LUT there be Light
by Charles Amponsah
LOOK-UP-TABLES, or LUTs, can be a life-saver when you’re trying to navigate the often unfamiliar world of in-camera LOG footage at the production stage or colour grading in post. The whole point of shooting logarithmically is to get as much dynamic range out of a camera’s sensor as possible. Sony already provides in-camera Gamma Display Assist for S-Log2, S-Log3, HLG (BT.2020) and HLG (709),so that shooting LOG gives everyone on set an idea of what the finished product might look like although, the levels of contrast and saturation are not always to everyone’s taste.
LUTs – their real worth
LUTs face it (I couldn’t resist that one), it is really difficult to gauge focus properly on set when an image does not have much of its colour or contrast. Judging the intended colour temperature of lighting, particularly on skin tones, is also difficult without a LUT but perhaps the most challenging time comes when a client, an agency or a director wants to really see what is going on and keeps asking why the image doesn’t quite look right.
Sony’s new FREE Lo Con Base LUTs
For the VENICE 2, Josh Pines and Chris Kutcka, Color Scientists with credits to their name that include Saving Private Ryan, The Revenant and Pirates of the Caribbean, created the Lo Con Base LUT – and quite a few variants – with Colorist Jason Fabbro. Josh Pines told the Sony Cine website: “The Sony Lo Con Base LUT is a low contrast starting point that has the S-curve built into it. It is designed to be modified.” There are three basic LUTs and two Looks. Most cinematographers (whose cameras or monitors accept loadable LUTs), Digital Imaging Technicians and colourists, will probably be satisfied with this LUT pack.
In our arsenal of viewing transforms and LUTs, in our post-production process, we use a variety of transforms, ranging from those supplied by Sony (for in-camera assist work), tables from Alister Chapman and Joel Famularo when using a monitor, and those built in to DaVinci Resolve for post production work.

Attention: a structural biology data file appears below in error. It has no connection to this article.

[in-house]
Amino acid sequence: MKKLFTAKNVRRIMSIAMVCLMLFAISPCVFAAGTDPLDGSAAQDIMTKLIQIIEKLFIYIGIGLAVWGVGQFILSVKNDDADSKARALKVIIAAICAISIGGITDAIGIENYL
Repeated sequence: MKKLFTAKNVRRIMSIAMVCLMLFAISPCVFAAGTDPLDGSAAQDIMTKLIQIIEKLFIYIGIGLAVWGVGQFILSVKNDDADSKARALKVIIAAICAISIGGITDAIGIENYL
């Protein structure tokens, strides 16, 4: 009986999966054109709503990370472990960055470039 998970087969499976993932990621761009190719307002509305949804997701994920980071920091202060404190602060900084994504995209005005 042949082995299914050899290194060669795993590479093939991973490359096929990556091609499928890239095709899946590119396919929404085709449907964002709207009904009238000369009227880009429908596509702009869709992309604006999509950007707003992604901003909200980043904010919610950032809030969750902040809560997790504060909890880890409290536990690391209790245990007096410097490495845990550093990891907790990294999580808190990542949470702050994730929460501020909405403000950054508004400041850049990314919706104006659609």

Do Sony’s Lo Con Base LUTs work with other Sony cameras?
The work of Josh Pines, Chris Kutcka and others at the high end of film/cinema/video colour, makes a compelling argument for using these new Low Con Base LUTs and other newly-developed derivative viewing transforms.
Speaking to Sony Cine, Josh Pines says of Lo Con: “It has knowledge of the camera encoding, the camera color space and it drives it towards something that’s not very high contrast. It doesn’t severely limit the color gamut. It’s like a block of clay that gives colorists or other people who like playing around with images, a starting point; they’re not starting from complete scratch.”
Great! Does it work with other Sony cameras? A big clue lies with a sentence from Sony: “The Sony Low Contrast Base LUT is based on the S-Gamut3.Cine color space and underlying S-Log3 curve to successfully map those color spaces for any display.”
Presumably then, one only has to start with the same S-Gamut3.Cine colour space and S-Log3 curve in production to be able to fairly accurately judge your intended look. It is likely then that the new Lo Con Base LUTs WILL work with other cameras besides the VENICE 2, given that everything from Sony’s FX-30 to its FX-9 all use roughly the same colour science as VENICE.
LUTs look to the Future
Perhaps Sony might be tempted to go down the road that ARRI has taken, in releasing its own LUT generator. You can go on to ARRI’s website and literally create your own Look Up Table for ARRI Log C. By using radio buttons to say which source and destination formats you’d like to use, adding a conversion parameter (say, ARRI 709) and a LUT format, you can generate your very own 3-D LUT. ARRI also has a set of downloadable LUTs for its VENICE 2 rival, the Alexa 35.
The wider choice of which LUT we choose to use can only benefit everyone in the production chain. The sheer number of Picture Shop LUTs and looks that Sony is promoting means that directors, directors of photography and colourists will have even more creative scope to craft a new era of distinctive productions, as home viewing technology moves to catch up with content creators’ creative intent.